Monday, January 25, 2016
Because I always forget. I always forget when I am writing my books—happily writing my books, lost in my books, compelled and impelled by the making of books—that at some point along the way the book that is privately mine will no longer be private or, even, mine. It will be an object to be dismissed or discussed, dissed or shared. It will have very little to do with me, except that it is all of me, a part of me, an emanation of my heart, a hope.
Time and again, I have told myself that I can quit, that there are other ways, that the book biz is too cruel a biz (too tilted, unfair, overly made; too much about the in-crowd and the out-crowd; too forced a spectacle). And then: There I go, back to the couch with some paper and a pen because I cannot help myself, because I am most at peace while writing, because the stories demand to be told, because I somehow forget how being published feels, because books themselves aren't the problem here; it's the selling of books, which is different. I'm not a brand. I'm not a platform. I'm not a trend. I don't know how to be those things. I don't really have any business doing what I'm doing, except: writing is who I am.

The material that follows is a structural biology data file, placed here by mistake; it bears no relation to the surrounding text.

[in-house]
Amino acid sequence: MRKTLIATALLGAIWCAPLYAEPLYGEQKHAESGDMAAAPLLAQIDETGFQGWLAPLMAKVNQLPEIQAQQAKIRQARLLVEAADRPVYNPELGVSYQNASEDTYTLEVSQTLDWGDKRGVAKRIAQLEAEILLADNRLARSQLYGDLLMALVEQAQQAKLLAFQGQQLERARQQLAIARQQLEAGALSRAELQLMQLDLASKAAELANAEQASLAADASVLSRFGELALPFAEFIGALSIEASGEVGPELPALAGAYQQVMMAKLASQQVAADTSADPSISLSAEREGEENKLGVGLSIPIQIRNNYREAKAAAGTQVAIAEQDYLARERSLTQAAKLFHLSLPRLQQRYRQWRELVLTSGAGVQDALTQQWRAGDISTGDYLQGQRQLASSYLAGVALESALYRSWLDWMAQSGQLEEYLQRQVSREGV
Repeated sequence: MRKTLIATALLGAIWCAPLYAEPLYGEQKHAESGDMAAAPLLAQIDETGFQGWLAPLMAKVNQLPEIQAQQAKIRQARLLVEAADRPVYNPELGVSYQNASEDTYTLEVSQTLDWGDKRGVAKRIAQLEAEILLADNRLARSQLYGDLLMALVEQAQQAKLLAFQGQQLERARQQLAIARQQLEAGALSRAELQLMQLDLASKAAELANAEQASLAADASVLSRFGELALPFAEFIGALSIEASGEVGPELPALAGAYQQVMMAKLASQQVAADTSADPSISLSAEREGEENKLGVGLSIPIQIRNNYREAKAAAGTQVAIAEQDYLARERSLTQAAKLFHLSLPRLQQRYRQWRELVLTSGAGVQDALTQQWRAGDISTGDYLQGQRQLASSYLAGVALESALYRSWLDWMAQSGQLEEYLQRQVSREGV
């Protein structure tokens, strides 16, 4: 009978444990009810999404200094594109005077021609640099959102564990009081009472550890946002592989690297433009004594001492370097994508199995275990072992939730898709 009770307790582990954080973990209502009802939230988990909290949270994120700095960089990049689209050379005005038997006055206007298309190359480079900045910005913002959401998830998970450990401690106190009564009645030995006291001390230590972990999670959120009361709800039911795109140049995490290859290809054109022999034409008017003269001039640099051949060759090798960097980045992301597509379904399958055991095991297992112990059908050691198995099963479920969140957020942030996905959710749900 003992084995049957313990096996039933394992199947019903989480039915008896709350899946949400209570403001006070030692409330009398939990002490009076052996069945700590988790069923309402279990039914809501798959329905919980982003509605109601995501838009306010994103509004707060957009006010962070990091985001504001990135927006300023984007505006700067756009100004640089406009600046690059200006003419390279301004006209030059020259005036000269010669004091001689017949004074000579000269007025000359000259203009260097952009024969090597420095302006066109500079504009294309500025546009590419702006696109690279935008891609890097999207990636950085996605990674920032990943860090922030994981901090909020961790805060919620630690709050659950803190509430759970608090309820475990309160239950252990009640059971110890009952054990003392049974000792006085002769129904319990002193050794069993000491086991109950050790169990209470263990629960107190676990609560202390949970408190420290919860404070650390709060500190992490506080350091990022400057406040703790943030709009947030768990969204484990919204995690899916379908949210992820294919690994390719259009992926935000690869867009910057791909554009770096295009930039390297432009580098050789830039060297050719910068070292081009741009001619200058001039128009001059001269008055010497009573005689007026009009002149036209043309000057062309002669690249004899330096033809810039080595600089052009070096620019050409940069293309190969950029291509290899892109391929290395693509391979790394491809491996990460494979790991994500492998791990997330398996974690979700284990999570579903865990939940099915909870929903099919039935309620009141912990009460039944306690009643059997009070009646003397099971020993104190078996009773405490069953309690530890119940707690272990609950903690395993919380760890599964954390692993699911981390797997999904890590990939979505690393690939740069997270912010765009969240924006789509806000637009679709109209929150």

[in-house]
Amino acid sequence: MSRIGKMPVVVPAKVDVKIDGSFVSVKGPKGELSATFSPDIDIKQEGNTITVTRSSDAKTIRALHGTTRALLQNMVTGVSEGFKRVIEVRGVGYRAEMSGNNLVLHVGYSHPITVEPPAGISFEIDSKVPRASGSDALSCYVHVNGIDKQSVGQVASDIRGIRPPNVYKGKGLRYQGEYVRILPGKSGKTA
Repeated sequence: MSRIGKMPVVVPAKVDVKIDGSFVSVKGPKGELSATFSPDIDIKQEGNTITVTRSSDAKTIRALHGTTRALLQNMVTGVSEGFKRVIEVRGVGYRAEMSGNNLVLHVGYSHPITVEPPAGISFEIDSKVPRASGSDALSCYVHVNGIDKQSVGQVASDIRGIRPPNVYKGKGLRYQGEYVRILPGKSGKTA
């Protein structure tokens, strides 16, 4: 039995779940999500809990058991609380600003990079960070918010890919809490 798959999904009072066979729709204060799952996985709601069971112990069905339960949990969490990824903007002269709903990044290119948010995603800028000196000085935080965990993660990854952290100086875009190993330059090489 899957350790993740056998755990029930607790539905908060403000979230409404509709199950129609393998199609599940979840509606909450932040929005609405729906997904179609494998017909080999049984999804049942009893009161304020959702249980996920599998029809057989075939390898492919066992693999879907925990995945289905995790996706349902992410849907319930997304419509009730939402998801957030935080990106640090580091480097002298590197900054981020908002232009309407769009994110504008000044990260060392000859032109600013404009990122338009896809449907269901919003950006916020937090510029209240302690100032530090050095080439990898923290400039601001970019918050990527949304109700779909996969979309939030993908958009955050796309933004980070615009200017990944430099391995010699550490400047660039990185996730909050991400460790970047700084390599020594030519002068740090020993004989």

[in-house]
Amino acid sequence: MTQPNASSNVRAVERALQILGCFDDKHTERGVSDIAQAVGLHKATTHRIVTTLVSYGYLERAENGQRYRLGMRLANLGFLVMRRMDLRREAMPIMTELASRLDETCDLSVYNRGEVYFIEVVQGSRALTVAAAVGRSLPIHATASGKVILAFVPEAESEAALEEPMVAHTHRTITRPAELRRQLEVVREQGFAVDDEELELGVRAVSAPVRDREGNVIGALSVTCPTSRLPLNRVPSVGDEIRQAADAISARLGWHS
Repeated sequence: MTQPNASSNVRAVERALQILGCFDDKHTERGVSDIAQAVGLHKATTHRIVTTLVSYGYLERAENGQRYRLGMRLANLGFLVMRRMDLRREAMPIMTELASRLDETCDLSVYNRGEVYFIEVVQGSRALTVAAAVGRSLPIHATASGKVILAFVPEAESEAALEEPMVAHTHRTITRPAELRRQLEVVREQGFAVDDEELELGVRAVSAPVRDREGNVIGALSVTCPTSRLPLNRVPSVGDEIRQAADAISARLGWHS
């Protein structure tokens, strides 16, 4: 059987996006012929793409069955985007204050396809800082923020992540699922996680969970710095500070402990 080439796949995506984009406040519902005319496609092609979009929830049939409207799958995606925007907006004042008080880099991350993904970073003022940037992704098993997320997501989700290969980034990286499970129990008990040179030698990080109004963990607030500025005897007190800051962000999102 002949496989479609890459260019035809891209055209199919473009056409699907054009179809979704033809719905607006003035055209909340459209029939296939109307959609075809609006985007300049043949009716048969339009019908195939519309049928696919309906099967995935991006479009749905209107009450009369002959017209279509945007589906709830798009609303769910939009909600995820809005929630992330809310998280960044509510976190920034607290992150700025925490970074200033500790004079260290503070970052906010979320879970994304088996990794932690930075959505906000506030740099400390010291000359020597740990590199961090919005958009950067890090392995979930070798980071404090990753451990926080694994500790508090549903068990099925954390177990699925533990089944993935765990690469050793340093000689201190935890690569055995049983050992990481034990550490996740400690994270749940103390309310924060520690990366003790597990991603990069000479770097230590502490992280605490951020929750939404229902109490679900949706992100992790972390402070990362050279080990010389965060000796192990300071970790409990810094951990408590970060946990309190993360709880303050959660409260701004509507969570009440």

Reviews are subjective. Of course. Every reader is a market of one. Absolutely. I religiously do not Google myself, search for reviews, seek Big Attention. I am, every single time, stunned when generous words find their way to me.
And—yes—unspooled when the less generous comes knocking, too.
I have been trying hard not to think (in a real way) about the upcoming launch of This Is the Story of You. I have no readings planned, no book-specific appearances, no celebration party, no whirlwind. Still, I realized this snowy weekend, that the angst of the book's release lives loud in me. That I care more than I should about how it will be received. That—especially because Story is so much about the world we live in now, this world of storms and environmental shifts and (still) love and need—I want it to succeed. I want it to find the right readers. I want them to love my Mira Banul and her brother, Jasper Lee, and her friends, and that beach. I want them to think about our world, the sand, the wind, the rising seas.
I write all of this because early this morning, 4 AM, when I woke to work on the first flight of student assignments, I was alerted a flurry of tweets about Story.
A very early reader speaks.
I am embarrassed by how much this means to me. But it means so much to me.